In a forceful dissent (running nearly twice as long as the majority opinion), Senior Circuit Judge Edwards disagreed with both the jurisdictional vacatur and the threatened reversal of the rule prescribing LMP payments in some circumstances on arbitrary and capricious grounds.  Demand response services at least arguably did not fall under the FPA reservation to states of all sales other than wholesales since demand response involves no sale at all, but rather a foregone sale or “negawatt.”  The court therefore, according to the dissent, should have deferred to FERC rather than presume greater expertise in interpreting the agency’s jurisdictional statute.   In addition, the dissent agreed with FERC that direct participation of demand response resources in wholesale markets entrusted to FERC improves the functioning of those markets in three ways:  (1) by reducing peak demand and system imbalances, it lowers clearing prices; (2) it mitigates the market power of generators (particularly pivotal suppliers); and (3) enhances system reliability by lowering demand in response to system emergencies. Incentivizing demand response that offers net benefits to wholesale markets through LMP payments is not unlike the capacity payments that the court found FERC could regulate in Connecticut Dept. of Public Utility Control v. FERC, even though ensuring adequate capacity in wholesale markets could incentivize, among other investments, investments in generation, which is regulated by the states.  Therefore, FERC was acting well within the parameters of its wholesale jurisdiction and the court’s precedents.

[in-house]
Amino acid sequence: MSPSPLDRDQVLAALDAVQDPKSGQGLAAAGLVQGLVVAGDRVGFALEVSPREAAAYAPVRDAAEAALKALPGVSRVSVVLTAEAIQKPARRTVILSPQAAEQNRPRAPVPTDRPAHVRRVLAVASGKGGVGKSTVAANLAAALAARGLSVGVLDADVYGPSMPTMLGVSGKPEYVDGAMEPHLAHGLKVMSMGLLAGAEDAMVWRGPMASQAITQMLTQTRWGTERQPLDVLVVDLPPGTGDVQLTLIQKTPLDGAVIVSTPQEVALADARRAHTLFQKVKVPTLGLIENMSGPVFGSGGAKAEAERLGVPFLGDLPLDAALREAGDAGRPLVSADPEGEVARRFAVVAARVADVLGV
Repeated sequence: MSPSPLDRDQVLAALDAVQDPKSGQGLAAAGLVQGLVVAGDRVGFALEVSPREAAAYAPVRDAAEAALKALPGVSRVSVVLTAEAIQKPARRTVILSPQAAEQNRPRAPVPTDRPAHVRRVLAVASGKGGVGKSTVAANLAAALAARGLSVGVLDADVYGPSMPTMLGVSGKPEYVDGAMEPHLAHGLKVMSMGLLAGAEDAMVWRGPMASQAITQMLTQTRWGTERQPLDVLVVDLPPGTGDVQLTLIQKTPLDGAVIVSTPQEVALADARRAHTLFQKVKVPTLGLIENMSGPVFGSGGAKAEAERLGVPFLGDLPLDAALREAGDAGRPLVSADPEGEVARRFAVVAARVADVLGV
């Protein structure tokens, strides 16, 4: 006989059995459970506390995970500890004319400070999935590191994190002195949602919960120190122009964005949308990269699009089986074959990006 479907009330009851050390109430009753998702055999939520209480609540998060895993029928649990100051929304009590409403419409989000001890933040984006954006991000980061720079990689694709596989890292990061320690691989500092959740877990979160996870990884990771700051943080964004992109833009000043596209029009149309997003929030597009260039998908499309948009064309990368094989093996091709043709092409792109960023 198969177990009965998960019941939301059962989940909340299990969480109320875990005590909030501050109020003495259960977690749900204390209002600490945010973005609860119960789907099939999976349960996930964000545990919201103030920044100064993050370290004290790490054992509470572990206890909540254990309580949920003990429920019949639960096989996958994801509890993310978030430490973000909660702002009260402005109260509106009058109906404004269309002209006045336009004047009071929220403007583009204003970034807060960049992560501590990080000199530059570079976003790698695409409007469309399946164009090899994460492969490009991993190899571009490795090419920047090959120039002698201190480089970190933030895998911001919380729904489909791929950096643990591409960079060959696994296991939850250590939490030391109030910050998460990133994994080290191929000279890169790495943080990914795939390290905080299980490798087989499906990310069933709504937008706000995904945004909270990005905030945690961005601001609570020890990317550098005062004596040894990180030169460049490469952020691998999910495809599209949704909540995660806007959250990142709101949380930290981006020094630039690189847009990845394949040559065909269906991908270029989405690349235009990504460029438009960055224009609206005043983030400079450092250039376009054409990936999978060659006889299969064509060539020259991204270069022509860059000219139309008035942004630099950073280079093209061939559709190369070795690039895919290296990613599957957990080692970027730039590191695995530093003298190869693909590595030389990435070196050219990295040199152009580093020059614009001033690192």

The disagreement between the majority and dissent on the LMP payments was even more pronounced.  Long the preferred method of pricing electricity in organized electricity markets, LMP is the marginal value of an increase in supply or a reduction in consumption at each notional location (node) within an [...]